It’s the coldest time of the year in the northern hemisphere, and still we want to get out in the field. Kyle Carlson, writing at Out There with the Birds has some tips on staying warm in cold conditions.
Today I spent part of my lunch break standing along the Ohio River in blowing snow and single-digit temperatures with the wind chill factor at twenty below zero, scanning for birds. It was totally worth it: I scored my first-of-year common goldeneye.
I was scanning from a public park (typically) frequented by walkers and runners. On this particularly frigid day, I was the only human around.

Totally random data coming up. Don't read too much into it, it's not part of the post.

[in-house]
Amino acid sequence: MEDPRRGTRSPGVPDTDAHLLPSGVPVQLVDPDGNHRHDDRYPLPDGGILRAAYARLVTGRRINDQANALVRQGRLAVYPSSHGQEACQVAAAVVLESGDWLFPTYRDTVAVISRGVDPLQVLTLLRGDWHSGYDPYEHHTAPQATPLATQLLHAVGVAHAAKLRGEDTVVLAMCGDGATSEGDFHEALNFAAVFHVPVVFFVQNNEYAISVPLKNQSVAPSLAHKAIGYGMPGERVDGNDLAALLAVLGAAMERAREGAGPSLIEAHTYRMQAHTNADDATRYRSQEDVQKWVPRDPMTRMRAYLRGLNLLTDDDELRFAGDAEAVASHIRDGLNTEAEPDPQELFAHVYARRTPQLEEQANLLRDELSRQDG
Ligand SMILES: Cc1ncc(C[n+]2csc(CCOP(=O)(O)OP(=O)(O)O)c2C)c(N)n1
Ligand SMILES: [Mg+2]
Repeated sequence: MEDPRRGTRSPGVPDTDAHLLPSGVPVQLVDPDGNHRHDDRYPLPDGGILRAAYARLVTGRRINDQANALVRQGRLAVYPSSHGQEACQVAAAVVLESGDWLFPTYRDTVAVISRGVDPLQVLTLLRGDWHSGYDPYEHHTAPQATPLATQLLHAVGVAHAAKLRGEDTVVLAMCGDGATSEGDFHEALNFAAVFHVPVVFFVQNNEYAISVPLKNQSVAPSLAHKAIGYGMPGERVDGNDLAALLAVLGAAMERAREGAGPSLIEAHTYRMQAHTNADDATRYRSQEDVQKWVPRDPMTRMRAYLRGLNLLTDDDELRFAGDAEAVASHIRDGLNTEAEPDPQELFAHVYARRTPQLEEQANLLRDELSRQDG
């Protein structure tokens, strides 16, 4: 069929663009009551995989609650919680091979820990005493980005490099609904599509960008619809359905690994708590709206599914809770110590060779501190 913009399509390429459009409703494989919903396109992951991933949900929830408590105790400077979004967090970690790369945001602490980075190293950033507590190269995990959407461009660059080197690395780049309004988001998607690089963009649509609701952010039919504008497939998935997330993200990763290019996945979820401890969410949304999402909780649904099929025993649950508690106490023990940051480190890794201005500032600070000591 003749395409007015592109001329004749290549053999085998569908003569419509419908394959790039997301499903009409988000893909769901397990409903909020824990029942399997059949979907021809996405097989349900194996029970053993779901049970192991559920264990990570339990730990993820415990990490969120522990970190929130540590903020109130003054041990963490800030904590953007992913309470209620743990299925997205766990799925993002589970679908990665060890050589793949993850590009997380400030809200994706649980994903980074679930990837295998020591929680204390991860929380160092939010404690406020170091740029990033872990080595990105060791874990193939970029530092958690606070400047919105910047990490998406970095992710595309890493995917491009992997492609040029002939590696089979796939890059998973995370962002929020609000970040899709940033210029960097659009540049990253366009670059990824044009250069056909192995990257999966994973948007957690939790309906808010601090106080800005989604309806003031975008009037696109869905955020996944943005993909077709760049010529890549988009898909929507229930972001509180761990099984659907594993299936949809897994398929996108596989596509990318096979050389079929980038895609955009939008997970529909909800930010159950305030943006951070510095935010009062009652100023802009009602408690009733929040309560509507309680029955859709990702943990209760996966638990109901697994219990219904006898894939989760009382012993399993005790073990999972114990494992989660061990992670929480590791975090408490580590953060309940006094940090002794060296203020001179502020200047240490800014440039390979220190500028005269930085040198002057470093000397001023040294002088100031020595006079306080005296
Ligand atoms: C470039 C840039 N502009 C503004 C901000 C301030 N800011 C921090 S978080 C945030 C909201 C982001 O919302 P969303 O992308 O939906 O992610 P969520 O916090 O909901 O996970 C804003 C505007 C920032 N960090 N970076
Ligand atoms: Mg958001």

Tim Avery’s Undercover Big Year was a fun read, his new blog, Birds Big Years & Boredom, looks to be a similar sort of ride if his piece on sapsuckers is any indication.
Check out this gorgeous piece of sapsucker art from Salt Lake City. The non-birders who found it sent me a picture of the bird for help identifying it–the grainy cell phone shot looked like it might be a Yellow-bellied Sapsucker which is a pretty damn good bird for northern Utah–it would be a county lifer for me. I’ve asked the homeowners to let me know if it comes back so I can maybe have a looksie.
White-winged Crossbills are fascinating birds, with their weird habits and nomadic lifestyles. At Audubon, Kenn Kaufman shares their story.
I didn’t have the heart to tell her then, but I could almost guarantee this bird wouldn’t come back. In fact, that’s the oddest thing about this species. You might think the weird crossed bill to be its most curious trait, but no, something else is even more remarkable: the White-winged Crossbill is the bird that never goes home.